Saif Qaddafi's arrest never confirmed, ICC says

Moammar Gadhafi's son, Seif al-Islam, center, waves to troops loyal to his father in Tripoli, Libya Tuesday, Aug. 23, 2011. Al-Islam, who was earlier reported arrested by Libya's rebels, appeared at the hotel and spoke to reporters early Tuesday. AP Photo/Dario Lopez-Mills

The International Criminal Court acknowledged a day after its prosecutor wrongly announced the arrest of Muammar Qaddafi's son that Libyan rebels never confirmed his capture, but insisted he would face justice if caught.

In an embarrassment for the court and rebels, Saif al-Islam defiantly appeared early Tuesday at a Tripoli hotel housing foreign journalists. He boasted that his father's regime still has control in Tripoli and will crush the rebellion.

Early Monday, prosecutor Luis Moreno-Ocampo told reporters rebels had arrested him but declined to reveal who gave him the news. Court spokesman Fadi El Abdallah said the message was a miscommunication and rebels never officially confirmed the arrest.

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"The prosecutor said he had received information about the arrest of Saif al-Islam, which is true, but we did not receive an official confirmation of this information," El Abdallah said.

Still, Moreno-Ocampo said he is committed to helping Libyan rebel authorities bring justice to the country. He did not mention the inaccurate reports in a brief written statement issued by his office on Tuesday.

Moreno-Ocampo said that if Qaddafi, Seif al-Islam and the regime's intelligence chief Abdullah Al-Sanoussi are arrested, "judges of the International Criminal Court will decide on the proper forum to conduct the trials."

Moreno-Ocampo charged the three men in May with ordering pro-Qaddafi forces to stamp out dissent by shooting and shelling civilians as they demonstrated for change and even as they left mosques.

The court issued international arrest warrants for all three men in June, but the court has no police force and is reliant on rebels to detain them.

Rebels have pledged to cooperate with the court, but also have voiced their desire to try Qaddafi in Libya for crimes during his 42 years in power.

The United Nations Security Council called in February for a probe into atrocities against opponents of Qaddafi's regime. Moreno-Ocampo could not have opened an investigation without the U.N. approval because Libya does not recognize the court's jurisdiction and has not ratified its founding treaty.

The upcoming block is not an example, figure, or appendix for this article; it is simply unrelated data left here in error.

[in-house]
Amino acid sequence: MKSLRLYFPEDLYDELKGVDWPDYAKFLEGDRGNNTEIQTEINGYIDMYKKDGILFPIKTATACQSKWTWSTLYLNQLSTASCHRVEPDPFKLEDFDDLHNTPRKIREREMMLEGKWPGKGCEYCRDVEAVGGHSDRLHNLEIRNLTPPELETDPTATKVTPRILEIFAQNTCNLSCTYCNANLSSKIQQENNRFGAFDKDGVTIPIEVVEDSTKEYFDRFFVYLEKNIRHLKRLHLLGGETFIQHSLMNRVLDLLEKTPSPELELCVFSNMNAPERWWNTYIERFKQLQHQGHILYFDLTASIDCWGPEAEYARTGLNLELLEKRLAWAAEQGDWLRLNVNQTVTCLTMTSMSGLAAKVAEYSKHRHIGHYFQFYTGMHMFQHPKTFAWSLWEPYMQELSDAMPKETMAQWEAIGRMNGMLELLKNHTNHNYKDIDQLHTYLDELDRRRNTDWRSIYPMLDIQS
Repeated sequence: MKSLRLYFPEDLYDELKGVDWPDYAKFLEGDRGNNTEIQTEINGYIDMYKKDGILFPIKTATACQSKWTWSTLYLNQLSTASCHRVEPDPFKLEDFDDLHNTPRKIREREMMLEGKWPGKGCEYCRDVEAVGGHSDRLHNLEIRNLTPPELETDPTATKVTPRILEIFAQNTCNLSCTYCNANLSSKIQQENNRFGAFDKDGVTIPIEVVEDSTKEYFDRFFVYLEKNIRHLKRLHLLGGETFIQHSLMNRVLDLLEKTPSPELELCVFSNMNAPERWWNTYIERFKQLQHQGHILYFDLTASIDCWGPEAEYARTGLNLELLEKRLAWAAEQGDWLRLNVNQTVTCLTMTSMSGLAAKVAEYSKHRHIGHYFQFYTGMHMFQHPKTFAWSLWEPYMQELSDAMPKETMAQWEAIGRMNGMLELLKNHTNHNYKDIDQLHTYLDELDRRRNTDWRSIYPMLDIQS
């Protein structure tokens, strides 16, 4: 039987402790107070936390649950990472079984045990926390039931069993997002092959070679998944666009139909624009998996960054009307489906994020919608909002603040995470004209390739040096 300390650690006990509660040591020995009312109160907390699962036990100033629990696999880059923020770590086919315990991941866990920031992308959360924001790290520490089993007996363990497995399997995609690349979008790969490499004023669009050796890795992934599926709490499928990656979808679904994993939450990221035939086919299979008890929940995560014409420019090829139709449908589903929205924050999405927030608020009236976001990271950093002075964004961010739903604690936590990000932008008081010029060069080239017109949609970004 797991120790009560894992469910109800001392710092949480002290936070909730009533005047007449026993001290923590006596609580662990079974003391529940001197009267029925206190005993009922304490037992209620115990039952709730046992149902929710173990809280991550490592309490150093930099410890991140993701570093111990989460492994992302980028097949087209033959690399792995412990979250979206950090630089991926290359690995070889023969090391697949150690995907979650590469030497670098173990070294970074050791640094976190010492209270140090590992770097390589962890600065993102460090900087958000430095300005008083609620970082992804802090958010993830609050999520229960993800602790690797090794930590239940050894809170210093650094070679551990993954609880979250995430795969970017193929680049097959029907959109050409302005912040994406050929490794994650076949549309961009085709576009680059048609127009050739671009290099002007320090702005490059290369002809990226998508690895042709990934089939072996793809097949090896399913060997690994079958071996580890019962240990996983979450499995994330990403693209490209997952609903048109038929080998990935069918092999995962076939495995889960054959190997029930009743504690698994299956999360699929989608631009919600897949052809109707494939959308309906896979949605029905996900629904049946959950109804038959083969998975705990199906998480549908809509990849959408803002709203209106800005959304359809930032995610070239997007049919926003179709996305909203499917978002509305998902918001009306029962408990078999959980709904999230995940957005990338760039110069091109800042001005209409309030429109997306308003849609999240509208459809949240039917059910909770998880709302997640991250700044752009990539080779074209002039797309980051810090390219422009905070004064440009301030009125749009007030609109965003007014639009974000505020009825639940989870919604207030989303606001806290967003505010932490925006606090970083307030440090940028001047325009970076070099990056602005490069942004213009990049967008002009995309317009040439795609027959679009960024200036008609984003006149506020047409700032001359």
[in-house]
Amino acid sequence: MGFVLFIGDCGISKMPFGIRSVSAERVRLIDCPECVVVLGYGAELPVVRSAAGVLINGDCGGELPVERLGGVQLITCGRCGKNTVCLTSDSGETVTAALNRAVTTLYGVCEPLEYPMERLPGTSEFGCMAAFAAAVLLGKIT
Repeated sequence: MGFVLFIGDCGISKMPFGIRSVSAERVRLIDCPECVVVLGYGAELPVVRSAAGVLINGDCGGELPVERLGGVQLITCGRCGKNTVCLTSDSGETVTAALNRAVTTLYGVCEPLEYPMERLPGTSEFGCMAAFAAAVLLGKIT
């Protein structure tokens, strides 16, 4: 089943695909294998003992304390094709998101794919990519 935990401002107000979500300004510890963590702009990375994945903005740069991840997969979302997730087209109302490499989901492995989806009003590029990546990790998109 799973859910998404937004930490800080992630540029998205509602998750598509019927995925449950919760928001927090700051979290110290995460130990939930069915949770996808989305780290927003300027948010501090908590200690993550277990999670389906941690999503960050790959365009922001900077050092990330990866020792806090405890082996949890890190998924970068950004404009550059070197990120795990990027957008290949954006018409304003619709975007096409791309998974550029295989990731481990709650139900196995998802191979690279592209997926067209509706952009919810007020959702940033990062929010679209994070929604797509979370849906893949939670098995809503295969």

Saif al-Islam's appearance appeared to give a boost to loyalist forces, though it was short-lived. After spending most of Tuesday engaged in heavy fighting around Qaddafi's Bab al-Aziziya main compound, rebel forces finally penetrated the stronghold.

However, Muammar Qaddafi's whereabouts are still unknown and as CBS News foreign affairs analyst Pamela Falk notes: "There are fears that during the last stand of Qaddafi, he could use his formidable supply of mustard gas, serious artillery, or disperse his supporters (mercenaries and troops) into Libya, without their uniforms, for later attacks."

Rebel spokesman Mohammed Abdel-Rahman, who was in Tripoli, earlier said the "danger is still there" as long as the longtime Libyan leader remains on the run.

He warned that pro-Qaddafi brigades are positioned on Tripoli's outskirts and could "be in the middle of the city in half an hour."

But NATO was less than impressed with Saif al-Islam's appearance.

"A brief appearance in the dead of night doesn't indicate somebody in control of the capital or anything at all," NATO spokeswoman Oana Lungescu said. "It shows that they are on the run (and) as we've seen in the Balkans recently, those on the run from international justice can do so for some time, but they can't hide."

Saif al-Islam, with a full beard and wearing an olive-green T-shirt and camouflage trousers, turned up early Tuesday morning at the Rixos hotel, where about 30 foreign journalists are staying in Tripoli under the close watch of regime minders.

Riding in a white limousine amid a convoy of armored SUVs, he took reporters on a drive through parts of the city still under the regime's control, saying, "We are going to hit the hottest spots in Tripoli." Associated Press reporters were among the journalists who saw him and went on the tour.

The tour covered mainly the area that was known to still be under the regime's control — the district around the Rixos hotel and nearby Bab al-Aziziya, Qaddafi's residential compound and military barracks. The tour went through streets full of armed Qaddafi backers, controlled by roadblocks, and into the Qaddafi stronghold neighborhood Bu Slim.

At Bab al-Aziziya, at least a hundred men were waiting in lines for guns being distributed to volunteers to defend the regime. Saif al-Islam shook hands with supporters, beaming and flashing the "V for victory" sign.

We are here. This is our country. This is our people, and we live here, and we die here," he told AP Television News. "And we are going to win, because the people are with us. That's why were are going to win. Look at them — look at them, in the streets, everywhere!"

When asked about the ICC's claim that he was arrested by rebels, he told reporters: "The ICC can go to hell," and added "We are going to break the backbone of the rebels."

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